For Friends’ Intelligencer.


On the 18th of First month, with the thermometer below zero, two Friends visited the colored school in Mt. Pleasant, composed of fifty scholars, and made up of the children of the freed-people who have found their way into this State. The teacher is the son of the County Superintendent, a young man of talent, and very deeply interested in this class of our people. We were surprised at the astonishing progress of the pupils, and listened to their exercises in orthography, embracing some of the most difficult words in ordinary use. It was a rare thing for anyone to misspell a word. Their reading was very fair, but in arithmetic and geography they exceeded our expectations. While great credit is due to the assiduity of the children, very much is also due Pembroke Howe, who, to use his own language, says, "I feel a pride in being able to say my school will compare well with the white schools of the county." Our county supports this school.

On the same day, a visit was made to an old freedwoman who is now nearly one hundred years of age. She has been the mother of twenty children, and is a pious Christian. She still retains her faculties remarkably.

A part of the nice flannel sent to S. B. D.’s care from Friends in Philadelphia was given her, which she received with many expressions of gratitude, saying, "Surely de Lord sent it." She lives with her son-in-law David Johnson, known as "Uncle Davy." This poor man is only forty-seven years old, looking as if he might be threescore and ten. His fingers have nearly all been frozen off, and his limbs are distorted by rheumatism. We met him in the street with his horse and saw, returning from work. He had been sold to seven different masters while a slave in Northern Missouri. A number of benevolent persons have aided him in purchasing a little home. He, too, is a religiously-minded man.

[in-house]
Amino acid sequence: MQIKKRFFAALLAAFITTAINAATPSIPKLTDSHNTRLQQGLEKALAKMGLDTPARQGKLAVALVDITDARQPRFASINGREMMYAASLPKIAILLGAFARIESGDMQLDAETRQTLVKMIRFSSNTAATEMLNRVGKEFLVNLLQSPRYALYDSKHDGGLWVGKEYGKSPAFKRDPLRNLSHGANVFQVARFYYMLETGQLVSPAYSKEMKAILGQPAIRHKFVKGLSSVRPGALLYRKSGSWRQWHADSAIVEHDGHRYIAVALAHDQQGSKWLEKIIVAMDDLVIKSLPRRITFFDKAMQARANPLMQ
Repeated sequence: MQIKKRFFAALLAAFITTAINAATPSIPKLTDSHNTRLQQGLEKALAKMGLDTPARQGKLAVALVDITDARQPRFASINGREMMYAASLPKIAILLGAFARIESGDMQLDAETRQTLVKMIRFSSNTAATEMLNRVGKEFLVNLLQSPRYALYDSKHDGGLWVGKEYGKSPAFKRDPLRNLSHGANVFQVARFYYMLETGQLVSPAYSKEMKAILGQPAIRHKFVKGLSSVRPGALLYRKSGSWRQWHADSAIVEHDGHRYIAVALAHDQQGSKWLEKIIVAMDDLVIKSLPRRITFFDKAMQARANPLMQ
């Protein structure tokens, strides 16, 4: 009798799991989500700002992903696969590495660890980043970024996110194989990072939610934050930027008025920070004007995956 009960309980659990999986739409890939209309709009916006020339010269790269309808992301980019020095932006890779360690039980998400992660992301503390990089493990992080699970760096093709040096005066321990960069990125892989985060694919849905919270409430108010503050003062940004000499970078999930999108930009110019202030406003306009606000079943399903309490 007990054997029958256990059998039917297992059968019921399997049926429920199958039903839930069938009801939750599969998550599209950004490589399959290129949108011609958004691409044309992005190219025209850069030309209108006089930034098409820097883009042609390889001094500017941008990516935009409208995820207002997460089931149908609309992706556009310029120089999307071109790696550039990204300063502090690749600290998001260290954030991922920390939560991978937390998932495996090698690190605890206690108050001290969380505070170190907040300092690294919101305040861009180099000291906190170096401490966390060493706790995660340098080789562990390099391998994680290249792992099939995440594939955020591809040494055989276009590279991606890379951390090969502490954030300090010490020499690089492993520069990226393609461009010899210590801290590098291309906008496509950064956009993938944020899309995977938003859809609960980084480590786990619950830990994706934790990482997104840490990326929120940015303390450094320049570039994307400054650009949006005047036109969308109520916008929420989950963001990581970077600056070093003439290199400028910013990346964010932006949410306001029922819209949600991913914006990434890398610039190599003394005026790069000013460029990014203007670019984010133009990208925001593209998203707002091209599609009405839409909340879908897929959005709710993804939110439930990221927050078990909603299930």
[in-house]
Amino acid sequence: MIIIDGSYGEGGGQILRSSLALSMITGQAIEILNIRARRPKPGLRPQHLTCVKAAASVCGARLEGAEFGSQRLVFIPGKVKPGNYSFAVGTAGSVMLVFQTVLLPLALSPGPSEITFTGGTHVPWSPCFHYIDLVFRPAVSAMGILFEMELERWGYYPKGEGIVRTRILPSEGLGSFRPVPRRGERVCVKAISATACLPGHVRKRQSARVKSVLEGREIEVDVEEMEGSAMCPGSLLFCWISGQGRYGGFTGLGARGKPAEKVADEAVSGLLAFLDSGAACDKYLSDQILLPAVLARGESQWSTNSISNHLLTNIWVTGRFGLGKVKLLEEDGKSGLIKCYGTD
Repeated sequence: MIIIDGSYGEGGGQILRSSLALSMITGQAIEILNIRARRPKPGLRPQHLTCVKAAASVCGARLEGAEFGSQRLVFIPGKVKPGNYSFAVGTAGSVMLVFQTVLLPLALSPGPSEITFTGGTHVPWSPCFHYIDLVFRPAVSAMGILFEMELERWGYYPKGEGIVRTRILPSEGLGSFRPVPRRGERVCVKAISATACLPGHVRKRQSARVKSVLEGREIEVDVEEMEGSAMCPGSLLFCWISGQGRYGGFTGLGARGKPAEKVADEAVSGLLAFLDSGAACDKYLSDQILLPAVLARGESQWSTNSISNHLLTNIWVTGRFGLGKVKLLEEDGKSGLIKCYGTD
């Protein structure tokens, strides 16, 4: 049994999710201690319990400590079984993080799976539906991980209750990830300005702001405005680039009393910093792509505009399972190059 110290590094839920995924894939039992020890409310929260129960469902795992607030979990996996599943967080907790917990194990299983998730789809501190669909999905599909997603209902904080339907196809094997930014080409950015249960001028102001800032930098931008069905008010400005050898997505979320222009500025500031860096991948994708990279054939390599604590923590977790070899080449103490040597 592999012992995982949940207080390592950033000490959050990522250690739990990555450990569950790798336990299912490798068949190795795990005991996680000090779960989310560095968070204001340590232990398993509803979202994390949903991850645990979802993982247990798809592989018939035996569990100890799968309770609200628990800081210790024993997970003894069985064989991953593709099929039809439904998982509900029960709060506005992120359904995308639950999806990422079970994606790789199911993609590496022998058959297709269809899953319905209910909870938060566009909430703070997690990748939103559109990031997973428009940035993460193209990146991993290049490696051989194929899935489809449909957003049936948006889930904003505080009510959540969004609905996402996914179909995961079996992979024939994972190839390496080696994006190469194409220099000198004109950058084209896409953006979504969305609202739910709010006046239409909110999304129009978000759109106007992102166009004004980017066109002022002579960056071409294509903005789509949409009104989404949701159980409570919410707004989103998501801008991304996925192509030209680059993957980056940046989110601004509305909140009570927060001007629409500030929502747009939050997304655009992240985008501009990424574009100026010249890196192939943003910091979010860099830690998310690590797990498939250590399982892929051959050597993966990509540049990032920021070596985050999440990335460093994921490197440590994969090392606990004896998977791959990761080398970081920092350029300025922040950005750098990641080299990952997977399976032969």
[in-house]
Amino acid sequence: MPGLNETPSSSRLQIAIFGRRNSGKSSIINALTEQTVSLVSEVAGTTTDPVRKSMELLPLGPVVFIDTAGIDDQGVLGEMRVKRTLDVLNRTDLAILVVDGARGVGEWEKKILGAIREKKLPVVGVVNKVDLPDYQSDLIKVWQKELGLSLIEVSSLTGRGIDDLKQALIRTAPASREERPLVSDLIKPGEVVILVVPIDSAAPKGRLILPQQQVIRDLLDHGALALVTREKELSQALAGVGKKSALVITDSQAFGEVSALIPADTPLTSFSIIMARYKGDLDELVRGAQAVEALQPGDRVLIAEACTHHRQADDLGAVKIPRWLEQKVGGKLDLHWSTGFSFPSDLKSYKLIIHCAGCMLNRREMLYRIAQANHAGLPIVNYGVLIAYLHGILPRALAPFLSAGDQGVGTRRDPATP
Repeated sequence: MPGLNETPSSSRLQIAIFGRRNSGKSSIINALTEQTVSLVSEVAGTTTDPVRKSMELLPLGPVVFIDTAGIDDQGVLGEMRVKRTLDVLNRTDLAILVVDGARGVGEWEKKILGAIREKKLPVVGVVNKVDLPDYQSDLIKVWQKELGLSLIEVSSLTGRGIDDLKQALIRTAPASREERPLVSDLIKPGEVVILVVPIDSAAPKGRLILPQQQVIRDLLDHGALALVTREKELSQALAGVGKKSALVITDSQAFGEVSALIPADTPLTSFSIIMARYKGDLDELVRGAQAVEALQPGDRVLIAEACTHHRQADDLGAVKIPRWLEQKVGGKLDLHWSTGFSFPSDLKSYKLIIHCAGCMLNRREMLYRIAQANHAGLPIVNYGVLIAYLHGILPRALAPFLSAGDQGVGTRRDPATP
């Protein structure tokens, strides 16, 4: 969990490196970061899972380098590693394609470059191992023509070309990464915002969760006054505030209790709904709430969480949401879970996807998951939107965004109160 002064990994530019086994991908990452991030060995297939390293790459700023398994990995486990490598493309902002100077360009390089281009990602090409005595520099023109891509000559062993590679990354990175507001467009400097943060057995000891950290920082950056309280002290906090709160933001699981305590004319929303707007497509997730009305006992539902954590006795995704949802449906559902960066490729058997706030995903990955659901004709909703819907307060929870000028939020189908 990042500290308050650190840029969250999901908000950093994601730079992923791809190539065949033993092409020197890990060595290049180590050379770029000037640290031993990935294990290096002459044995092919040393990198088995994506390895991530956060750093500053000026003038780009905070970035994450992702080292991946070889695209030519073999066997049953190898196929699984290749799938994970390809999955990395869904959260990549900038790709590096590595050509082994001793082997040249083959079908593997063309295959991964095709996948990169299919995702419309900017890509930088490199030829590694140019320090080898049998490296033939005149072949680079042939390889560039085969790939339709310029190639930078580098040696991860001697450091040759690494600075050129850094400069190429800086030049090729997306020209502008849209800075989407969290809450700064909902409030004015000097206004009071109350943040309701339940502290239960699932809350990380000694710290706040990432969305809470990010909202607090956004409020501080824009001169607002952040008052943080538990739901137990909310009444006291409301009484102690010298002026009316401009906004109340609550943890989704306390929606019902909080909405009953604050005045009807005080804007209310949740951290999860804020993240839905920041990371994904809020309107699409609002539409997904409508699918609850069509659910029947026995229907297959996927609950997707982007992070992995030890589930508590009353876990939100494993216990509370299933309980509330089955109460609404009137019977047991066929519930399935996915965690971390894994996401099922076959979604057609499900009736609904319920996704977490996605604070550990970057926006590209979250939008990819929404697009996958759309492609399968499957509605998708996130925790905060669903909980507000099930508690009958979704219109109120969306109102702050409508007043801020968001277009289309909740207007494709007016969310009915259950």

The colored people here have all recently been in slavery, and are doing so well as to merit the kind regard even of some who were once prejudiced against them. A more grateful people for the favors received, it is rare to find. Those who have recently come, seem to have more means than such as arrived during the war.

J. A. D. (NOTE: Joseph A. Dugdale)

Prairie Grove, Iowa, 1st mo. 20, 1867.

Article taken from the "Friends Intelligencer", February 2, 1867, page 759. Accessed August 2021 by Jennifer Sterling, director of the William Penn Library, Oskaloosa, Iowa, and forwarded to Henry County Heritage Trust, Mt. Pleasant, Iowa. Transcribed by James Peters, University of Northern Iowa Public History Field Experience Class, Fall 2021.
Added to Henry County IAGenWeb, 22 Nov 2021.
Return to:
Were They African-American  Quaker  ***   Henry County IAGenWeb
Copyright © IAGenWeb.  All rights reserved.